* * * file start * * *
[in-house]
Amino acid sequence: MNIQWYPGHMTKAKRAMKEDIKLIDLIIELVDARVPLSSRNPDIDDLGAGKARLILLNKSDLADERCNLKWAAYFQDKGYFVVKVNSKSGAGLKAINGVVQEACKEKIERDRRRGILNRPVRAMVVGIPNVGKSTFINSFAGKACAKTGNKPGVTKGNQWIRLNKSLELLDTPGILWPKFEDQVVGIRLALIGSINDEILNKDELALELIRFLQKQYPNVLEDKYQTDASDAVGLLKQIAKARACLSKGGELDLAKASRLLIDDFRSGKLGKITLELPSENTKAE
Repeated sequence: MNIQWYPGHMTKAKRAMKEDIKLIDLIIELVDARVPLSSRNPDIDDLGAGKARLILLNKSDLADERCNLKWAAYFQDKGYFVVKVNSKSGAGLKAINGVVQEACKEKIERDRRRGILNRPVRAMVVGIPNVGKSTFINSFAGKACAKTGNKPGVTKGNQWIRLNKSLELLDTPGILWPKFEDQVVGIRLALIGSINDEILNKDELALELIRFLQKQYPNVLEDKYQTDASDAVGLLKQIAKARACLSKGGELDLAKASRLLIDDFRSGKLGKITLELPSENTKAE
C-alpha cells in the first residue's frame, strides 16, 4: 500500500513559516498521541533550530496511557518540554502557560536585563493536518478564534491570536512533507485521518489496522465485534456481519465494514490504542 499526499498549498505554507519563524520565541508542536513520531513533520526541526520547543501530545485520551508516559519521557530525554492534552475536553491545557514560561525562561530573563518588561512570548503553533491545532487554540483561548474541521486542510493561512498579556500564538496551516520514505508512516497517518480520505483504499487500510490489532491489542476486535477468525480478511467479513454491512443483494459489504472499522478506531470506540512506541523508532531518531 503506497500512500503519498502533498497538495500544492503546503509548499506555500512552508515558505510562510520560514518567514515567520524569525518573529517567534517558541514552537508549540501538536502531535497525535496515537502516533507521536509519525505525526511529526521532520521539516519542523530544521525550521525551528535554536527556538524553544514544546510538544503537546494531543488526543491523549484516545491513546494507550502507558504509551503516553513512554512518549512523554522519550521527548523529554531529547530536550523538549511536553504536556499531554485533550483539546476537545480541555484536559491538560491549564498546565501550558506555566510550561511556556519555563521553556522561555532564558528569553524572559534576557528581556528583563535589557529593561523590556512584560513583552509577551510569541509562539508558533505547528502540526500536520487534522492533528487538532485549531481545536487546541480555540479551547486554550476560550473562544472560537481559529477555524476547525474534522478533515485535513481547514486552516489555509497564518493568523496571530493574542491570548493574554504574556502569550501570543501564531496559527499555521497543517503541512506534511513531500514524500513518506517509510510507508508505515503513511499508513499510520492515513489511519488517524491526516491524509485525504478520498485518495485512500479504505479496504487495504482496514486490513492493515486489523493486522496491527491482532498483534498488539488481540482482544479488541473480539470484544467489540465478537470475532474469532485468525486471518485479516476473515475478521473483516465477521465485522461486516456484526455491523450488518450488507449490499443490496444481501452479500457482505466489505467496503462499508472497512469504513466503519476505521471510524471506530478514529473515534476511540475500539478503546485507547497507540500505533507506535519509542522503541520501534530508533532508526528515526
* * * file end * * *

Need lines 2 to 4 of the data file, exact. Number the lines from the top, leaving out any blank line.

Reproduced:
Amino acid sequence: MNIQWYPGHMTKAKRAMKEDIKLIDLIIELVDARVPLSSRNPDIDDLGAGKARLILLNKSDLADERCNLKWAAYFQDKGYFVVKVNSKSGAGLKAINGVVQEACKEKIERDRRRGILNRPVRAMVVGIPNVGKSTFINSFAGKACAKTGNKPGVTKGNQWIRLNKSLELLDTPGILWPKFEDQVVGIRLALIGSINDEILNKDELALELIRFLQKQYPNVLEDKYQTDASDAVGLLKQIAKARACLSKGGELDLAKASRLLIDDFRSGKLGKITLELPSENTKAE
Repeated sequence: MNIQWYPGHMTKAKRAMKEDIKLIDLIIELVDARVPLSSRNPDIDDLGAGKARLILLNKSDLADERCNLKWAAYFQDKGYFVVKVNSKSGAGLKAINGVVQEACKEKIERDRRRGILNRPVRAMVVGIPNVGKSTFINSFAGKACAKTGNKPGVTKGNQWIRLNKSLELLDTPGILWPKFEDQVVGIRLALIGSINDEILNKDELALELIRFLQKQYPNVLEDKYQTDASDAVGLLKQIAKARACLSKGGELDLAKASRLLIDDFRSGKLGKITLELPSENTKAE
C-alpha cells in the first residue's frame, strides 16, 4: 500500500513559516498521541533550530496511557518540554502557560536585563493536518478564534491570536512533507485521518489496522465485534456481519465494514490504542 499526499498549498505554507519563524520565541508542536513520531513533520526541526520547543501530545485520551508516559519521557530525554492534552475536553491545557514560561525562561530573563518588561512570548503553533491545532487554540483561548474541521486542510493561512498579556500564538496551516520514505508512516497517518480520505483504499487500510490489532491489542476486535477468525480478511467479513454491512443483494459489504472499522478506531470506540512506541523508532531518531 503506497500512500503519498502533498497538495500544492503546503509548499506555500512552508515558505510562510520560514518567514515567520524569525518573529517567534517558541514552537508549540501538536502531535497525535496515537502516533507521536509519525505525526511529526521532520521539516519542523530544521525550521525551528535554536527556538524553544514544546510538544503537546494531543488526543491523549484516545491513546494507550502507558504509551503516553513512554512518549512523554522519550521527548523529554531529547530536550523538549511536553504536556499531554485533550483539546476537545480541555484536559491538560491549564498546565501550558506555566510550561511556556519555563521553556522561555532564558528569553524572559534576557528581556528583563535589557529593561523590556512584560513583552509577551510569541509562539508558533505547528502540526500536520487534522492533528487538532485549531481545536487546541480555540479551547486554550476560550473562544472560537481559529477555524476547525474534522478533515485535513481547514486552516489555509497564518493568523496571530493574542491570548493574554504574556502569550501570543501564531496559527499555521497543517503541512506534511513531500514524500513518506517509510510507508508505515503513511499508513499510520492515513489511519488517524491526516491524509485525504478520498485518495485512500479504505479496504487495504482496514486490513492493515486489523493486522496491527491482532498483534498488539488481540482482544479488541473480539470484544467489540465478537470475532474469532485468525486471518485479516476473515475478521473483516465477521465485522461486516456484526455491523450488518450488507449490499443490496444481501452479500457482505466489505467496503462499508472497512469504513466503519476505521471510524471506530478514529473515534476511540475500539478503546485507547497507540500505533507506535519509542522503541520501534530508533532508526528515526